• Definition
    • Ovarian Hyperstimulation Syndrome (OHSS) occurs with hyperstimulation of the ovaries secondary to fertility therapy during assisted reproductive technology cycles (ART) or an inherited mutation in the FSH receptor — ultimately leading to complications due to capillary leakage and the third spacing of fluid
  • Epidemiology
    • 263,577 cycles of assisted reproductive therapy completed in 2016, with number of cycles increasing year over year (Timmons, PMID 31097257)
    • Incidence (% of all stimulation cycles)
      • Overall: up to 30% (ibid.)
      • Moderate OHSS (see below for criteria): 0-6.0% (Delvigne, PMID 12498425)
      • Severe OHSS (see below for criteria): 2-1.0% (Binder, PMID 17987884)
    • Morbidity and Mortality
      • Although OHSS can be associated with significant morbidity and mortality from thromboembolic events, acute respiratory distress syndrome, decreased end organ perfusion, and abdominal compartment syndrome, there is limited data available regarding their estimated incidences
    • Risk Factors
      • Prior OHSS
      • PCOS (OR 6.8, 95% CI 4.9-9.6) (Tummon, PMID 15954867)
      • Increased number of oocytes retrieved in an IVF cycle (Asch, PMID 1770133)
    • Pathophysiology (Timmons, PMID 31097257)
      • Ovulatory triggers — like hCG, clomiphene (selective estrogen receptor modulator), and GnRH agonists — either directly or indirectly stimulate the release of vasoactive factors including VEGF and pro-inflammatory cytokines from the ovary, ultimately leading to increased capillary permeability and leakage of fluid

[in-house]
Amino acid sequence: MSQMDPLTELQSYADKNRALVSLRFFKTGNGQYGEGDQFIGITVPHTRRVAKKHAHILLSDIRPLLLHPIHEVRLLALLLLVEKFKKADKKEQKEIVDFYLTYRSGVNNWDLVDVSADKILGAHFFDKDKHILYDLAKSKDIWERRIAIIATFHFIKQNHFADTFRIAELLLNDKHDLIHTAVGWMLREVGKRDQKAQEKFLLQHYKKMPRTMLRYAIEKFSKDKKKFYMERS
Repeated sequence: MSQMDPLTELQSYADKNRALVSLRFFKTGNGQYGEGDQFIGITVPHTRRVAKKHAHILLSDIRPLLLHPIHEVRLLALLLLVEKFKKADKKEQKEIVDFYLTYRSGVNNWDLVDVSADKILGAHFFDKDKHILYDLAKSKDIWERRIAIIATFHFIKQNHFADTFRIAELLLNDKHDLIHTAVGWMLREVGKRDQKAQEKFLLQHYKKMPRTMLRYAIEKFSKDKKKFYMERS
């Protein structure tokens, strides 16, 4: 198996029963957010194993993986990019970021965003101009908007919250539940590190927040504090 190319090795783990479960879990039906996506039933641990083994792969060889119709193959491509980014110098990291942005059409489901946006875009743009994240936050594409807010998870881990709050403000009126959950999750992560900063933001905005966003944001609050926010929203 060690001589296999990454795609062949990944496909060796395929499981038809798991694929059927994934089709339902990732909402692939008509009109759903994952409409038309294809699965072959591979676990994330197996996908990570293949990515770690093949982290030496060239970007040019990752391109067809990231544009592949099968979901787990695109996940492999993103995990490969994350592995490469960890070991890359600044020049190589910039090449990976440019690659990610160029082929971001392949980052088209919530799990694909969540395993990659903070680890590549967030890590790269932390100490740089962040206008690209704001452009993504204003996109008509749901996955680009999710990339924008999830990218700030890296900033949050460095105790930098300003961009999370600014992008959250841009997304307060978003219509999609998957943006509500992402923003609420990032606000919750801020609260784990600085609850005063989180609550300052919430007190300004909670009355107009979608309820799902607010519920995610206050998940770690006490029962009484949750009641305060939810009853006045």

• Subsequent symptoms are a result of the systemic leakage of fluid into extravascular spaces

Presentation and Diagnosis

  •  History
    • Early OHSS:
      • Occurs 4-7 days after most recent ovulatory dose of exogenous hCG (or other FSH receptor agonist)
      • Presentation is usually mild to moderate in severity
    • Late OHSS:
      • Occurs at least 9 days after most recent ovulatory dose of exogenous hCG (or other FSH receptor agonist) with conception
      • Presentation is usually more severe due to rising levels of hCG in pregnancy
    • Symptoms, Exam, and Labs
      • Mild:
        • Abdominal pain and distention
        • Occasionally nausea, vomiting, and diarrhea
        • No laboratory abnormalities
      • Moderate: (includes all of the above and one of the following)
        • Ultrasonographic evidence of intra-abdominal free fluid
        • More severe gastrointestinal symptoms
        • Sudden increase in weight (>3kg)
        • Laboratory abnormalities
          • Hct > 41%
          • WBC > 15,000
          • Hypoproteinemia
        • Severe: (includes all of the above and one of the following)
          • Evidence of ascites on physical exam
          • Severe abdominal pain
          • Intractable nausea and vomiting
          • Hypovolemia
          • Pleural effusion
          • Weight gain of 15-20kg
          • Reduced renal perfusion (oliguria and anuria)
          • Reduced liver perfusion (depleted anti-clotting factors)
          • Laboratory abnormalities
            • Hct > 55%
            • WBC > 25,000
            • Hyponatremia and hyperkalemia
          • Critical: (includes all of the above and one of the following)
            • Severe multi-organ hypoperfusion
            • Anuria with acute renal failure
            • Cardiac arrhythmia